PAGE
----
Tuesday, December 2, 2008

Reality TV Analysis

The Real Housewives of Atlanta

a) In the hour-long episode that I watched, several enthralling, gossip-filled events take place. The first appearance made by the women featured on Housewives is at an adult sleepover. At this slumber party, the ladies hire a pole dancing instructor and learn how to perfect their stripper moves. There is one white woman on the show, but only the four black females were at this gathering. The following quotes were heard during this segment: "Black women have booty and we shake 'em and we're proud." "Women + alcohol + a pole = a great time, a great time." (I will refer to these comments more later.) 

The white woman on the show, Kim, desperately wants to become a country singer. This episode follows her meetings with a famous producer and a renowned voice coach. Kim is told that she doesn't know what she's doing, but with a copious amount of money, anything is possible, right?

DeShawn has a birthday party with some of the women and they have dinner at a classy restaurant in Atlanta. One of the women, NeNe, gets drunk and starts drama. Her comments toward Kim's singing career cause a great divide amongst the women and ruin "once meaningful" friendships.

Additionally, the women go to a lingerie shop and try on fancy undergarments. They talk all about their bodies and what their respective husbands/boyfriends like to see them in. Kim and Sheree also go to have Botox treatments. Beauty ideals and expectations are briefly discussed. 

Lastly, NeNe wants to start a foundation that would support women who are victims of domestic abuse. Along with other wealthy women, she plans for the "Twisted Hearts, Battered but not Broken" Big Hat brunch.   

b) True Entertainment (an off chute of Endemol, "a global leader in entertainment programming") is the production company responsible for the show. (True has put out various other reality shows, ranging from series seen on Discovery Health to TLC.) Their shows are produced so that they can make money, and possibly so they can reinforce the stereotypes and ideals in the American system. (It is this system, this way of thinking, that keeps the shows in production.) Real Housewives airs on Bravo (a cable channel) at all hours of the day. The newest episodes are always shown at night–the Atlanta season is complete, but "The Real Housewives of OC" airs Tuesdays at 9 p.m. central time. I watched Housewives at 10 a.m. 

c) The audience for this show is quite obvious when viewing the commercials. Both young and middle-aged women (particularly mothers and wives) are the primary targets of Housewives and the advertisements that run during the show. Products typically consumed by females, such as makeup and Victoria's Secret lingerie, were seen. Other items, such as Campbell's soup, Verizon cell phones, Frosted Mini Wheats, and KY Lube were presented in a way that would attract Housewives' specific audience. Women, either spending time with their female friends or with their boyfriend/husband, were seen in virtually all of the 30-some commercials.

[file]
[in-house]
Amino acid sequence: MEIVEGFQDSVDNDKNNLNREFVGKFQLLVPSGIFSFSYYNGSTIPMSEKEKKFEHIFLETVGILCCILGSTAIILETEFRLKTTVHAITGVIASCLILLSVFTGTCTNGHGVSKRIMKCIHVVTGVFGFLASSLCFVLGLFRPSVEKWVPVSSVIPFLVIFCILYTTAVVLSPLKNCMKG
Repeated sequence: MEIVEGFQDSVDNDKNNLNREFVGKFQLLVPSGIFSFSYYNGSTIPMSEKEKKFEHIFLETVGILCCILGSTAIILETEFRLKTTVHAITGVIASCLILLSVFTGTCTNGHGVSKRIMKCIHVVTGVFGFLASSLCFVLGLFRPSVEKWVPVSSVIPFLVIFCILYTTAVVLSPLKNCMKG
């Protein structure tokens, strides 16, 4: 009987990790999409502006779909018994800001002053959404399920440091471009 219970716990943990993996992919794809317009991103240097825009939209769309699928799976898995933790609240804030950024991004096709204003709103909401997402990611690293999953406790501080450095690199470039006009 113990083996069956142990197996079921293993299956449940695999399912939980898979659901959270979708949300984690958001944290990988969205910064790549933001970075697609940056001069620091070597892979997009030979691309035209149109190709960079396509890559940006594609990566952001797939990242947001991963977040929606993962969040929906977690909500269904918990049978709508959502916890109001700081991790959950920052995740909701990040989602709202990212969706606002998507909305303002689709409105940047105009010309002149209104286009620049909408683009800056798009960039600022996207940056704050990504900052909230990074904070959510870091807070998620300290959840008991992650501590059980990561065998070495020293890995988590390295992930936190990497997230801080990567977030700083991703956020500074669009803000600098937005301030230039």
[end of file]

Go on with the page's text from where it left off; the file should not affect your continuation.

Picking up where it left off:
d) Where do I start...
Societal expectations are reinforced constantly, starting with the title of the show. These women are housewives; they fill the caretaker role that females are "supposed to." They also rely on their husbands funds to live extravagantly. At the beginning of the show, a viewer sees that the women have a great deal of fun being hypersexual. They are learning how to display their bodies for the male gaze. The quote that I mentioned earlier ("Women + alcohol + a pole = a great time, a great time") was said by a female, but it certainly sounds like a remark that a man would make. This show is directed towards women, but it is filmed and produced with a male gaze (as almost all of today's media is). Laura Mulvey's essay "Visual Pleasure and Narrative Cinema" directly relates to this idea of "looking." She explains that cinema (reality television, in this case) "offers a number of possible pleasures. One is scopophilia. There are circumstances in which looking itself is a source of pleasure, just as, in the reverse formation, there is pleasure in being looked at" (344). The women in Housewives definitely enjoy being seen, and the women (and men) watching the show like to see the housewives. By showing content that is inherently sexual, such as stripping or trying on lingerie, this scopophilia is only intensified. Throughout this scene, it also seemed as though the creators of the show were saying that black women long to be strippers. ("Black women have booty and we shake 'em and we're proud.") The blonde, busty, white woman wants to be a country singer, and for some reason, she was not present at the stripping lesson. Male perspective and racial stereotypes are pervasive in Housewives. 

Another recurring theme in the show is that women are dramatic, gossip-spreading "bitches." The women slander each other, send horrific text messages, and pick fights over minutia. When the group is at the birthday dinner, the women have their husbands alongside them. As soon as the ladies start to bad-mouth one another, the men roll their eyes and appear to be fed up by their wives. Within Housewives, the men are often patronizing toward their partners. The women were portrayed as being generally unintelligent, but the men were knowledgeable leaders. 

Beauty expectations are talked about and the women's desire for perfection is seen repeatedly. From going to get Botox and claiming that "beauty is pain" to wearing minimal clothing when taking pole dancing lessons, the women are constantly showing off their bodies and striving toward what is "ideal." Society's construction of what is attractive can be seen time and time again on Housewives.

Mulvey, Laura. "Visual Pleasure and Narrative Cinema." Media and Cultural Studies: KeyWorks. Eds. Durham, Gigi and Douglas Kellner. 342-352

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